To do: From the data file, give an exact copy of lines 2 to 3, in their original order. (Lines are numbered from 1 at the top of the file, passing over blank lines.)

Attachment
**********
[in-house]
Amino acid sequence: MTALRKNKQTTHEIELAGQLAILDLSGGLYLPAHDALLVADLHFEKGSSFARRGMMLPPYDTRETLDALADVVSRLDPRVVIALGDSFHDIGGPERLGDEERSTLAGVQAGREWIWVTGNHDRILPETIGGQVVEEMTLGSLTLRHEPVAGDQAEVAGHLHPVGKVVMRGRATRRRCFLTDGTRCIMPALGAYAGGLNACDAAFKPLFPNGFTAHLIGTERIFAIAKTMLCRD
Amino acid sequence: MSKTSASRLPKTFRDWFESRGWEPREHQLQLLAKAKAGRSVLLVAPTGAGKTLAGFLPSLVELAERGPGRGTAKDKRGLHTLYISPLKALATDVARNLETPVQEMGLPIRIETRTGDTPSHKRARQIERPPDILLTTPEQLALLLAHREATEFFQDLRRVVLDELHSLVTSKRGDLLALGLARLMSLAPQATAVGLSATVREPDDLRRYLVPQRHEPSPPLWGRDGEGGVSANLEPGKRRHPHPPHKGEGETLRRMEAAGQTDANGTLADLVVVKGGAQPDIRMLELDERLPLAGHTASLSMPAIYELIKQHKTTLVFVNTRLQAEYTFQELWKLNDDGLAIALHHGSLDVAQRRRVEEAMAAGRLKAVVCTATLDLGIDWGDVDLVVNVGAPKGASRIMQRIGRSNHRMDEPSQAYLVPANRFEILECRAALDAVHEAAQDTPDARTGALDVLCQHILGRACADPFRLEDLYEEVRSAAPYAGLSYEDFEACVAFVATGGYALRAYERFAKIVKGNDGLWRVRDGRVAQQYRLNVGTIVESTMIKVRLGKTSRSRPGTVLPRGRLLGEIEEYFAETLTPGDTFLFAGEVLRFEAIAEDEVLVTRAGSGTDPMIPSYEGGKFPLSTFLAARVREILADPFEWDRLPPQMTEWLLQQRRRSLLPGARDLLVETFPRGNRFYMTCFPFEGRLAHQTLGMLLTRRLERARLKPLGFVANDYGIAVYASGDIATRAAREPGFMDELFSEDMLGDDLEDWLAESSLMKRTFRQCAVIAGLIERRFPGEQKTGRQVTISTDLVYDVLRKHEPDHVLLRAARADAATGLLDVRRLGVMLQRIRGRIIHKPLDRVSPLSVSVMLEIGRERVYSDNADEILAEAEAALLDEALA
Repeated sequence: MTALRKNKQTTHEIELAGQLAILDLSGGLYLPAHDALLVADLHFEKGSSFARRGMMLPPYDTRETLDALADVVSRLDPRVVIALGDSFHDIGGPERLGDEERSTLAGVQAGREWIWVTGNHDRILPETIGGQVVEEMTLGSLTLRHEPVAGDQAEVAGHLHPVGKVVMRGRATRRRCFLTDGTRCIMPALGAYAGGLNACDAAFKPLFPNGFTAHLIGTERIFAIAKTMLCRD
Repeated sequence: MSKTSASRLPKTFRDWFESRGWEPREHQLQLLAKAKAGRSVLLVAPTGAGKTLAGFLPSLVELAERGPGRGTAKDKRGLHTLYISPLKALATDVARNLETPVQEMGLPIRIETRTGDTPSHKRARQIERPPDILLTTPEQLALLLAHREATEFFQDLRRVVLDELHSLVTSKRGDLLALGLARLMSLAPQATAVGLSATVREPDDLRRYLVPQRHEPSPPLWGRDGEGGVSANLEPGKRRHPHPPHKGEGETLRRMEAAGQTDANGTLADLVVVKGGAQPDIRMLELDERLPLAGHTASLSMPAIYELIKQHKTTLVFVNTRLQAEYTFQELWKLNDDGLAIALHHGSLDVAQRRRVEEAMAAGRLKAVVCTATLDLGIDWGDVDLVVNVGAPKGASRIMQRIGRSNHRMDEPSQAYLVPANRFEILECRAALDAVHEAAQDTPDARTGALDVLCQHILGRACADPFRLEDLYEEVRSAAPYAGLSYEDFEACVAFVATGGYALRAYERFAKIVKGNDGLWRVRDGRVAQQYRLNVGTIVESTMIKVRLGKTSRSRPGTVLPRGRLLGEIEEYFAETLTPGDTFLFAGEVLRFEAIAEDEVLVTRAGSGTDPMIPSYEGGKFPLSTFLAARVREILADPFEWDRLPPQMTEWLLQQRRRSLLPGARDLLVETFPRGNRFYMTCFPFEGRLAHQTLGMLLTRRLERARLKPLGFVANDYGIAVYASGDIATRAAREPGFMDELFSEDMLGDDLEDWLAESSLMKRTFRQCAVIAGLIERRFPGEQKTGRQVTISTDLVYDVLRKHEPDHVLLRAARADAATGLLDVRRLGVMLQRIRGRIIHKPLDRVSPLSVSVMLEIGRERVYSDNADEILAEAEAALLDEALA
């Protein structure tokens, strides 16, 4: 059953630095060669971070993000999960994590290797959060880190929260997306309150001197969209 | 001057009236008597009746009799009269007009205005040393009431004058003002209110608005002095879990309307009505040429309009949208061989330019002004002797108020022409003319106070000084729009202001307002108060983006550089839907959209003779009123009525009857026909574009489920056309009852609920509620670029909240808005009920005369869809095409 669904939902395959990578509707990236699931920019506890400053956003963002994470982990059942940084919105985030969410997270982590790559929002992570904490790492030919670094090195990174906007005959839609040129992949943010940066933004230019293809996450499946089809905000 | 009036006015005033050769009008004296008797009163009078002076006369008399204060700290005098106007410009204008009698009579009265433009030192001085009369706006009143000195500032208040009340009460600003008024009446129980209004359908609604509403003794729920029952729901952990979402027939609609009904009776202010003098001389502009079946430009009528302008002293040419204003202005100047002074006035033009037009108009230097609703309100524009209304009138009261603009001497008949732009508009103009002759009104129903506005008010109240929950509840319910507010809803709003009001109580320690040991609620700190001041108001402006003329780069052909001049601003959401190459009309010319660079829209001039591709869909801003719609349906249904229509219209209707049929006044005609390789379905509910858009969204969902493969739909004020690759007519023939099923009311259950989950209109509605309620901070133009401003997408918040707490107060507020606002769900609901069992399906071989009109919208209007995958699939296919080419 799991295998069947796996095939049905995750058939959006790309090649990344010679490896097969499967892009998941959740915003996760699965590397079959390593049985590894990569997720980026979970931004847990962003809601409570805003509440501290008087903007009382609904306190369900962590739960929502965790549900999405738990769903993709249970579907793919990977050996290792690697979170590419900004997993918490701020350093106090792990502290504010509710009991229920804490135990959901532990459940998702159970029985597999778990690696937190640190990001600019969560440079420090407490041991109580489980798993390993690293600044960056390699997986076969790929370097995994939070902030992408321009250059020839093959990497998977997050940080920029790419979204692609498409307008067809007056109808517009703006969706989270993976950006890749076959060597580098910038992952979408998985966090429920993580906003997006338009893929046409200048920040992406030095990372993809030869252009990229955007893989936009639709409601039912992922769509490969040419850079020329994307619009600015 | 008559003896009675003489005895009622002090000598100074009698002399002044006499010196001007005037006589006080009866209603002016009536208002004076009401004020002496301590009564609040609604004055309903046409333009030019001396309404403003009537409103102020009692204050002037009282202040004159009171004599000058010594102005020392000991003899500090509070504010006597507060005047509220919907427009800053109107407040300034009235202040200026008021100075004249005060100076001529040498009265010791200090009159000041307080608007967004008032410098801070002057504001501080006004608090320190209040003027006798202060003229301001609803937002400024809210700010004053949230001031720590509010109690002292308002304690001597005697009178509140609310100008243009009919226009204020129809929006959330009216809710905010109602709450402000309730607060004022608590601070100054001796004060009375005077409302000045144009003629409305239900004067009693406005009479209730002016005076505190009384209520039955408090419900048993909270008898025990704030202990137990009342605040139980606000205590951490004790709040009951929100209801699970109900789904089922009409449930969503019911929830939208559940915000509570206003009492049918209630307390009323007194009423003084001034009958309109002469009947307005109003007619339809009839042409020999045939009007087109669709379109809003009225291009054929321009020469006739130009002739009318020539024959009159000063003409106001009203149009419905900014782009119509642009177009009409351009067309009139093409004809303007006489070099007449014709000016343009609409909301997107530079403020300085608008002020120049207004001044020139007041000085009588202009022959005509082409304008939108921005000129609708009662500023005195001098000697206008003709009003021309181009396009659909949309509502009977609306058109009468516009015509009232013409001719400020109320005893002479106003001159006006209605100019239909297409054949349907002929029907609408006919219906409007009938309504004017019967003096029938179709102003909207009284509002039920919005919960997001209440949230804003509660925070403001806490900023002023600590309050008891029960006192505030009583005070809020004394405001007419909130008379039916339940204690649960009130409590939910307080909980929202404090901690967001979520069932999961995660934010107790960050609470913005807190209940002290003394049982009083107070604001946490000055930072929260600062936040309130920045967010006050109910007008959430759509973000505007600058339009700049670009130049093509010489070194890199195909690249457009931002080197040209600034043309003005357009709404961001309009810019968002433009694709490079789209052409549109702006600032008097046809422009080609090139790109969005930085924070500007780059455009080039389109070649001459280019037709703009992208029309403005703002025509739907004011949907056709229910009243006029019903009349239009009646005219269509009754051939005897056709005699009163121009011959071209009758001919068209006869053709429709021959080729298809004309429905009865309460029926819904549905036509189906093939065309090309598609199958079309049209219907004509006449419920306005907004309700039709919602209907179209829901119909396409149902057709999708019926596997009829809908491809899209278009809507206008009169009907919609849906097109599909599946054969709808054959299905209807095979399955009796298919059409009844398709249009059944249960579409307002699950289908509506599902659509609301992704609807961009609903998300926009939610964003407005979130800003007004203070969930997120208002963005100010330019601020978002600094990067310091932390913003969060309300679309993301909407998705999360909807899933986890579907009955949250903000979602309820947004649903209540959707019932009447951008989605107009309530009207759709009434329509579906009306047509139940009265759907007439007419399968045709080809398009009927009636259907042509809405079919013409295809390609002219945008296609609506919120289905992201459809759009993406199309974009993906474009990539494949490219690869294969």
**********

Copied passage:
Amino acid sequence: MTALRKNKQTTHEIELAGQLAILDLSGGLYLPAHDALLVADLHFEKGSSFARRGMMLPPYDTRETLDALADVVSRLDPRVVIALGDSFHDIGGPERLGDEERSTLAGVQAGREWIWVTGNHDRILPETIGGQVVEEMTLGSLTLRHEPVAGDQAEVAGHLHPVGKVVMRGRATRRRCFLTDGTRCIMPALGAYAGGLNACDAAFKPLFPNGFTAHLIGTERIFAIAKTMLCRD
Amino acid sequence: MSKTSASRLPKTFRDWFESRGWEPREHQLQLLAKAKAGRSVLLVAPTGAGKTLAGFLPSLVELAERGPGRGTAKDKRGLHTLYISPLKALATDVARNLETPVQEMGLPIRIETRTGDTPSHKRARQIERPPDILLTTPEQLALLLAHREATEFFQDLRRVVLDELHSLVTSKRGDLLALGLARLMSLAPQATAVGLSATVREPDDLRRYLVPQRHEPSPPLWGRDGEGGVSANLEPGKRRHPHPPHKGEGETLRRMEAAGQTDANGTLADLVVVKGGAQPDIRMLELDERLPLAGHTASLSMPAIYELIKQHKTTLVFVNTRLQAEYTFQELWKLNDDGLAIALHHGSLDVAQRRRVEEAMAAGRLKAVVCTATLDLGIDWGDVDLVVNVGAPKGASRIMQRIGRSNHRMDEPSQAYLVPANRFEILECRAALDAVHEAAQDTPDARTGALDVLCQHILGRACADPFRLEDLYEEVRSAAPYAGLSYEDFEACVAFVATGGYALRAYERFAKIVKGNDGLWRVRDGRVAQQYRLNVGTIVESTMIKVRLGKTSRSRPGTVLPRGRLLGEIEEYFAETLTPGDTFLFAGEVLRFEAIAEDEVLVTRAGSGTDPMIPSYEGGKFPLSTFLAARVREILADPFEWDRLPPQMTEWLLQQRRRSLLPGARDLLVETFPRGNRFYMTCFPFEGRLAHQTLGMLLTRRLERARLKPLGFVANDYGIAVYASGDIATRAAREPGFMDELFSEDMLGDDLEDWLAESSLMKRTFRQCAVIAGLIERRFPGEQKTGRQVTISTDLVYDVLRKHEPDHVLLRAARADAATGLLDVRRLGVMLQRIRGRIIHKPLDRVSPLSVSVMLEIGRERVYSDNADEILAEAEAALLDEALA